Balancing culture, new law in Mozambique
Educating traditional leaders builds respect for women and their rights in the new Family Law ”“ When the president of Mozambique signed the new Family Law in March 2005, it was a moment for celebration ”“ the status of women was legally redefined, and marriage laws were overhauled. But then the Family Law coalition, five groups funded by Oxfam America that helped create and promote the new law, turned to the next phase of their mission: To ensure the new law is understood by a diverse population in a vast country of 19.5 million in 10 provinces, speaking six languages (with 16 dialects).
But then the Family Law coalition, five groups funded by Oxfam America that helped create and promote the new law, turned to the next phase of their mission: To ensure the new law is understood by a diverse population in a vast country of 19.5 million in 10 provinces, speaking six languages (with 16 dialects).
The new Family Law contains a number of revolutionary concepts for a country like Mozambique, which is struggling to emerge from poverty, conflict, colonization, and illiteracy.
Some of the most striking features of the law:
A complete overhaul of marriage laws: The new law recognizes customary or non-formal traditional marriages, and allows widows to inherit land and other property. It also raises the minimum age of marriage for girls to 18, which will help encourage the next generation of females to gain secondary education. Women now have the right to seek divorce in the case of domestic violence or infidelity, and to create and enforce prenuptial agreements.
Redefining the status of women in society: Putting women on an even footing with men is essential for fighting poverty, in any country. “The old law increased poverty for women,” said Maria Orlanda, secretary general of the Mozambique Women Lawyers' Association in Maputo. “They depended on husbands for assets and there was no way for them to accumulate wealth of any kind.” Under the new Family Law, men are no longer the de facto head of a household. This authority is now shared with women, who also have the right to work outside the home without the permission of a husband or male relative, and to buy, own, and manage property or other financial assets.
Balancing law and culture
“You have to understand the problems of grassroots people to really help them,” says Rafa Machava, executive direct or Muleide, a women's rights and development organization that is part of the Family Law coalition in Mozambique.
With funding from Oxfam America, Muleide is reaching out to people ”“ particularly traditional leaders ”“ in small communities, training them and promoting the new law in ways that do not create conflict with their concepts of family life, and the role of women in society.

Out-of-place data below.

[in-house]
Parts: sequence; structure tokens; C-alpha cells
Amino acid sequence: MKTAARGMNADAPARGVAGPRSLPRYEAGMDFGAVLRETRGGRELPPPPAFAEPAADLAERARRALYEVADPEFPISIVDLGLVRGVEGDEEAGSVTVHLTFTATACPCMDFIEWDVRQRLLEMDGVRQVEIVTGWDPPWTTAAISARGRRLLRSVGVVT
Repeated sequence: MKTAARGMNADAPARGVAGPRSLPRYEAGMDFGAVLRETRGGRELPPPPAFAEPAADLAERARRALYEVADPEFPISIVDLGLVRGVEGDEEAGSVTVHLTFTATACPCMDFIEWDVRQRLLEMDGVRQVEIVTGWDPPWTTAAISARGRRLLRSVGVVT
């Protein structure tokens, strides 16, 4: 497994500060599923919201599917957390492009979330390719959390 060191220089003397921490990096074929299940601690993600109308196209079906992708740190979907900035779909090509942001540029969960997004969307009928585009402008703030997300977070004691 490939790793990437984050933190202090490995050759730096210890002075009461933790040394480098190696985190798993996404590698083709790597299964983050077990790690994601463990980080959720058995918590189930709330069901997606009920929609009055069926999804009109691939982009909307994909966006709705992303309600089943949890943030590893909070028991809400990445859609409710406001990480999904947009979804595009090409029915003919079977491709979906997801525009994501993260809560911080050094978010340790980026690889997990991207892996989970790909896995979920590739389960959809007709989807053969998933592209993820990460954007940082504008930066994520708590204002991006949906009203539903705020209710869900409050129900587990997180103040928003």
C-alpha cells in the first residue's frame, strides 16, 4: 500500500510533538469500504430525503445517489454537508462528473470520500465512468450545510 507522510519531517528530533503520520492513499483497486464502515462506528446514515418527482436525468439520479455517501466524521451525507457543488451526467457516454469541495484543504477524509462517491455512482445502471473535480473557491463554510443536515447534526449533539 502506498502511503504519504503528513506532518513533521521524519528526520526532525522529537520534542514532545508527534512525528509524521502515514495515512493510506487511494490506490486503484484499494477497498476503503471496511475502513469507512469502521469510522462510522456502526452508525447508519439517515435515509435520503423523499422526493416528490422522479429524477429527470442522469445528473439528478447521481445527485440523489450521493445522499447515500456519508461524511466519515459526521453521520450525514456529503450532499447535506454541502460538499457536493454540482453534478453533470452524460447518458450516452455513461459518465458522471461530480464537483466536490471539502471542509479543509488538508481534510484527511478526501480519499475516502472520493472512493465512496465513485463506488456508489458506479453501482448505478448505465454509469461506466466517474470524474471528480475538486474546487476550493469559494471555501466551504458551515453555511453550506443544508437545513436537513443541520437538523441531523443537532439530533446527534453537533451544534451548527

Muleide targets traditional leaders as the key for real change in communities. “They are the voice that is trusted,” Machava says, “and they open doors for you, as respected people in the community.”
Using tradition to prevent violence
One of Muleide's central missions is to provide assistance to women who are in danger of domestic violence. “Many perpetrators of violence claim that there is a traditional basis for the conflict in their household, based on their beliefs,” Machava said.
“A man may say his wife is a witch, or has been cursed by ancestors, because she can't have children. Or the wife may say that the husband did not pay enough lobola, a dowry or bride price, and this makes her unable to have children. And if for any reason a child dies, you can have these sorts of conflicts. A wife can be sent back to her family, and they will consult a traditional healer for a solution.”
Muleide's activists work with the traditional healers. “Our activists ask the healer to tell the couple about the new Family Law,” Machava said. “We teach them in their local language, because they don't speak Portuguese, so that there will be no conflict between the advice from a traditional healer and the law. This is a way of showing that domestic problems can be resolved without violence, and people can learn that they can seek legal help from Muleide and other organizations.” The organization trained 250 traditional healers in Maputo province in 2005.
Working with a traditional healer trained in the new Family Law helps people resolve problems based on traditions with which they are comfortable, while at the same time learning to respect the new law and avoid solutions that violate women's rights. This added expertise in the new law is of great interest to traditional healers, says Machava. “They openly say they work with Muleide because it brings them more customers,” she said.